Our favorite creek sprang polliwogs in early summer, every summer. We could, but did not, count on it. We trusted in reliable pools of polliwog and the whole she-bang, the place, our family, ourselves.
Fat, black bodies color the water. My brother and I pulse with glee as we try to scoop them up with pop cans we found along the creek banks. We want a frog hatchery in the bathroom, or if mom protests, maybe, we can take a shovel and build a pond in the backyard. My brother offers his tonka trucks for the project. Their black bodies are slimy but solid, like smoked oysters.
They’ll transform into croaking frogs. We’re children. We don’t want to be much more than we are right now. We want to be here at the creek catching polliwogs, being children.
We run those pop cans the mile home. Shawn’s legs can’t keep up with mine so I wait under the Valley Oak. Becky, don’t run. He yells. You’ll hurt their bellies. I tell him they don’t have bellies. They have torsos. We walk the rest of the way, sneak the cans in the house and dump the polliwogs in the bathroom sink. My mom never said a word.
At eight years old, I didn’t know, didn’t believe that I had any limits of energy, of imagination, of courage. That anyone or anything did. Now, at 32, I fear the edges of my efforts. That I will not cobble together something good, a thought worth pursuing for the dissertation, the next article, the next project. The moments of my life, washing dishes, reading theory, grading papers, pulling weeds in the garden, folding my son’s clothes feel frantic, like I must hurry, I must rush, for it’s not enough, my efforts will not suffice. I can’t scoop up the polliwogs fast enough and I do not trust they will return.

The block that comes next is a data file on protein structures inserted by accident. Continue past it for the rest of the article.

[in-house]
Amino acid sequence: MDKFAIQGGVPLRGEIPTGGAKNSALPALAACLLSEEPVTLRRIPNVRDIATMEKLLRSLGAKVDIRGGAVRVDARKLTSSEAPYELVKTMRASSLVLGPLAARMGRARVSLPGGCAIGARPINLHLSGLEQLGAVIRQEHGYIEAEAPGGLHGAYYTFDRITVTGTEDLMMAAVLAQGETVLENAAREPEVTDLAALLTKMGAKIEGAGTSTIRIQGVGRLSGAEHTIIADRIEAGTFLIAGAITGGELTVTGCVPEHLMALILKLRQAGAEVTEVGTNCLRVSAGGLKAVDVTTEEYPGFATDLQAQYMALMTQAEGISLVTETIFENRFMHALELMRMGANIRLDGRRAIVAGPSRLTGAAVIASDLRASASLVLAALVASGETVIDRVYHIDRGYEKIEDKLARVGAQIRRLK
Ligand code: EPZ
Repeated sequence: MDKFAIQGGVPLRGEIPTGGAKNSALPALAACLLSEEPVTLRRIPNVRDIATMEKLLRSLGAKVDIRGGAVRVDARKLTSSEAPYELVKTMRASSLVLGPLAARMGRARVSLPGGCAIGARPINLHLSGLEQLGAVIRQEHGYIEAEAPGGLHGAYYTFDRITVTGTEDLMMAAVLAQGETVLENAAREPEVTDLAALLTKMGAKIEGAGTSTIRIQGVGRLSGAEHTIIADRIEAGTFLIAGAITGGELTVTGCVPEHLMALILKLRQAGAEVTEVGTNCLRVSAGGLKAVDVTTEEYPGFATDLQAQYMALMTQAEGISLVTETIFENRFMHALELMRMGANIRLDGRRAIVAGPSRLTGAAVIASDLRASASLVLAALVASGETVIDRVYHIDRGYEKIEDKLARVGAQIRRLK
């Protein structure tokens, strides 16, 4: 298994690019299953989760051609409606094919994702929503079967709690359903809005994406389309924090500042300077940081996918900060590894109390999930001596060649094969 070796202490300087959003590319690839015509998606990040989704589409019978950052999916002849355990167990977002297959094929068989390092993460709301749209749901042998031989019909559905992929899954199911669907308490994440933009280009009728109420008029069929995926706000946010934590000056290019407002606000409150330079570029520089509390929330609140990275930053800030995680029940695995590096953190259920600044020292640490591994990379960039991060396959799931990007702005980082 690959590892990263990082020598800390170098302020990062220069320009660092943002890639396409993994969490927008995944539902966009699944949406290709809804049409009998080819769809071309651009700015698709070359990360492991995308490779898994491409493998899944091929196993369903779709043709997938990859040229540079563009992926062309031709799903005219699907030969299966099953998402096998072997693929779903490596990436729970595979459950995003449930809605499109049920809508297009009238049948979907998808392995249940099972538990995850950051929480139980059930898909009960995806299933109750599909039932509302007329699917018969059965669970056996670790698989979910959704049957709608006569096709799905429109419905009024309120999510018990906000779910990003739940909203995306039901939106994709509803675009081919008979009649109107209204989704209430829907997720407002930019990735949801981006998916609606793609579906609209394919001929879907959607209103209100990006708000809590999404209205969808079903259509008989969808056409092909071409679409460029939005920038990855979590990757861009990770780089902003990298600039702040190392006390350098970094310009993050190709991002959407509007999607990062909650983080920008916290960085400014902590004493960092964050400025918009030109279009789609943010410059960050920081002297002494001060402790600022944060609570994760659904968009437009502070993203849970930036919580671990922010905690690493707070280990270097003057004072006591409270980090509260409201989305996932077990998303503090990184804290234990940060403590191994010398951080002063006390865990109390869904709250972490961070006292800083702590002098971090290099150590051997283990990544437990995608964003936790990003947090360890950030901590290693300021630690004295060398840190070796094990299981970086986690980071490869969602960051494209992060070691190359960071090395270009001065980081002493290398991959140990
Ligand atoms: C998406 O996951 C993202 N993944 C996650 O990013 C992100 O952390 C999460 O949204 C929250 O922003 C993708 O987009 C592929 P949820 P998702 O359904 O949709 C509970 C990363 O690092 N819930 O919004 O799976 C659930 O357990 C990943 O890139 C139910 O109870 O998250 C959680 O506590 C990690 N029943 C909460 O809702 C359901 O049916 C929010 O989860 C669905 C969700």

I’ve been trying to stand on my head all summer. I’ve spent hours kicking my feet into the air, trying to hold head stand, to take deep breathes with my body suspended, to rest upside down. Half a second. On a good day, I can hold it for half a second. My husband laughs at my yoga practice, not a laugh of derision, but of admiration and wonder. “You? Sit still?” he says. “Hold a pose?”
In garland pose, an obscene spread-leg squat where my chin touches my knees and my rump my ankles, I resemble nothing more than a squatting frog. Sitting, resting in that effort, I don’t think about much more than my screaming thighs and how I really hope no one comes to the door. I can’t hurry garland pose, I can’t beat it with a frenzy of energy. Garland pose says sit. Garland pose says breathe.
Written during the BWP Summer Institute